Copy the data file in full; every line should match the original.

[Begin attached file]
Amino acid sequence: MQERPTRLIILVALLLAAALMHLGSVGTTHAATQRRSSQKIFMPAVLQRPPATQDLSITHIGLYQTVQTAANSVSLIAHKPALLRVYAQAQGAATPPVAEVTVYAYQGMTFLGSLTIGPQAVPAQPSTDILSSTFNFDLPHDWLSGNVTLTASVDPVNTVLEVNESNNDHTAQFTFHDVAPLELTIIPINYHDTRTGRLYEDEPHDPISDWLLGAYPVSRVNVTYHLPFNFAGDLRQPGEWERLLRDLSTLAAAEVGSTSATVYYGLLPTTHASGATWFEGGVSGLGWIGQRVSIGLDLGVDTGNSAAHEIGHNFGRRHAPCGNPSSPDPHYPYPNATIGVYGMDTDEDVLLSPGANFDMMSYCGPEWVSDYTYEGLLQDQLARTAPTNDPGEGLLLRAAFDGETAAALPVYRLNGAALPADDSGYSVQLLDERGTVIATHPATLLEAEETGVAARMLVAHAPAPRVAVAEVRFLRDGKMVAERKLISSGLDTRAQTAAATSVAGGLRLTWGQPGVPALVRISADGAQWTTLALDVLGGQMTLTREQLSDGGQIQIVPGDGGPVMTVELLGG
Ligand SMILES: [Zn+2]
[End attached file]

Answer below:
Amino acid sequence: MQERPTRLIILVALLLAAALMHLGSVGTTHAATQRRSSQKIFMPAVLQRPPATQDLSITHIGLYQTVQTAANSVSLIAHKPALLRVYAQAQGAATPPVAEVTVYAYQGMTFLGSLTIGPQAVPAQPSTDILSSTFNFDLPHDWLSGNVTLTASVDPVNTVLEVNESNNDHTAQFTFHDVAPLELTIIPINYHDTRTGRLYEDEPHDPISDWLLGAYPVSRVNVTYHLPFNFAGDLRQPGEWERLLRDLSTLAAAEVGSTSATVYYGLLPTTHASGATWFEGGVSGLGWIGQRVSIGLDLGVDTGNSAAHEIGHNFGRRHAPCGNPSSPDPHYPYPNATIGVYGMDTDEDVLLSPGANFDMMSYCGPEWVSDYTYEGLLQDQLARTAPTNDPGEGLLLRAAFDGETAAALPVYRLNGAALPADDSGYSVQLLDERGTVIATHPATLLEAEETGVAARMLVAHAPAPRVAVAEVRFLRDGKMVAERKLISSGLDTRAQTAAATSVAGGLRLTWGQPGVPALVRISADGAQWTTLALDVLGGQMTLTREQLSDGGQIQIVPGDGGPVMTVELLGG
Ligand SMILES: [Zn+2]